I was visiting with a girlfriend-slash-mother-of-a-six-month-old this past weekend; it was the first time since baby was born that I had a chance to think about the kind of parent I am going to be. Up until that conversation, I’d been so focused on just covering the basics–feeding and clothing baby–that I hadn’t really thought too much about the art of parenting.
What got me thinking further into the future than the next feeding was my friend telling me about getting together with her friends who have a baby daughter about the same age as her son. The friends’ daughter was already sitting up by herself whereas my friend’s son was still in tripod mode, using his arms to steady himself. That small difference was making my friend wonder if perhaps her beautiful baby boy was a bit behind the power curve.
Now, from everything I’ve read and heard, baby girls progress faster than boys from–well, pretty much throughout life. I reminded my friend of this, but she still seemed genuinely concerned about her son’s development even as she recognized that there was little to really worry about.
“I never thought I’d be one of those competitive parents,” she said. “But I find myself looking at ways to help him progress.”
This was a rather eye-brow-raising statement to me, as my friend is–and has been for ages–probably the most chill and laid back chick I know. She never sweats the small stuff and always sees a rational solution in any situation. And yet here she was semi stressing over the development performance of a six-month-old.
What did that say about me and what I was going to be like six months down the road?
I am high strung, hot headed, and half baked to my friend’s calm, cool, and collected. Moreover, I am totally guilty of holding myself to sometimes unachievable standards.
With all that said, I don’t know that there’s much hope that I can avoid falling into a category other than hyper competitive parent. Not only do I sort of come pre-programmed that way, but I feel like I’m already being conditioned to rate baby against his peers.
I think back to baby’s two-week check-up. First, the nurse made note of the fact that baby kept his hands open, fingers outstretched; most babies that age keep their hands balled up in fists, she said. It was unusual that he was doing that so young, she had said.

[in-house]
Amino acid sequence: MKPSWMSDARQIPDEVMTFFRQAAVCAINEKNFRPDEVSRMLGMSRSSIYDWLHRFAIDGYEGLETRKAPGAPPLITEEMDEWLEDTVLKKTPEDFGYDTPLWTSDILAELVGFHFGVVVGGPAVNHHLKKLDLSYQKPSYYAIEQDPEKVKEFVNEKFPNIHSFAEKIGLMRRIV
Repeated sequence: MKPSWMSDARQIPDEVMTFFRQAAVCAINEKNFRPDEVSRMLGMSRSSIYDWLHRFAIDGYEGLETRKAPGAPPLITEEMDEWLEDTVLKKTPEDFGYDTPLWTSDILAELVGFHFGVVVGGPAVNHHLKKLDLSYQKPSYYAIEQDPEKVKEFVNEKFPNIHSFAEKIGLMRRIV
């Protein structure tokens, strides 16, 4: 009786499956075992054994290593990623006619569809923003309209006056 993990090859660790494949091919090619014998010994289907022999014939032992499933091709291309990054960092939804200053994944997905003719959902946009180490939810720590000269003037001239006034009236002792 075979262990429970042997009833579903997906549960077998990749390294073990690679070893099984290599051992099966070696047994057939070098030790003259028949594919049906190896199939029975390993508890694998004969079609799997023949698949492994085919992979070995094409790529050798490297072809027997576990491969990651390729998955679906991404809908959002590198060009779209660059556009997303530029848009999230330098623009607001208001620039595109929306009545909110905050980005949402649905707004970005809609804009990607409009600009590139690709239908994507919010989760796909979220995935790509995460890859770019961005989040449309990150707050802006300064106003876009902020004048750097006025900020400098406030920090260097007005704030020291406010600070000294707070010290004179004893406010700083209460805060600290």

As sad as it is to say, I felt a little surge of pride when she said that. It was like some little third-party validation that he was as special as his momma thought he was.
Then our doctor gave me three printouts of how baby measured up against most kids by head size, weight, and length. I remember feeling kind of happy looking at his weight and length; he seemed to be in the top of the class.
It was a different story when it came to head size. I mean, I thought his head was big; it’s still mind blowing to me that his head actually made it out of me. But according to the doctor’s measurements, his head only ranked in the 47th percentile. In other words, his head was smaller than average.
My kid has a pea head.
My brother would say it’s to be expected. He always said I had a pea head and a pencil neck, so maybe it’s genetic. But I was sort of disappointed to hear that. As irrational as it sounds, it sort of made me feel like maybe because my kid’s head was on the small side, he might be less than brilliant.
I know that makes no real sense, but the fact that I even entertained this kind of internal dialogue after getting handed the printouts of baby’s basics is like a yellow flashing light to me. Caution: hyper competitive parent up ahead.
I hope to god I don’t evolve into that kind of parent, but at the same time, I can recognize how easily I could fall into that parenting trap. I could totally become one of those super competitive (and therefore super demanding) parents, even if I didn’t brag about my kid to anyone who would listen. I wouldn’t have to vocalize anything; all I would need to do is think it to be able to classify myself as a competitive parental unit.
So, how do you stop yourself from turning into the kind of parent you never said you’d be?
I just don’t know. Part of me just says keep taking a few steps back to look at the bigger picture and that will keep reality in check. (Easier said than done, to be sure.) However, another part of me wonders if there’s anything you can do. Maybe all parents–or at least ones that actually care about their kids–have a competitive streak, even if they’re successful at keeping it mostly hidden.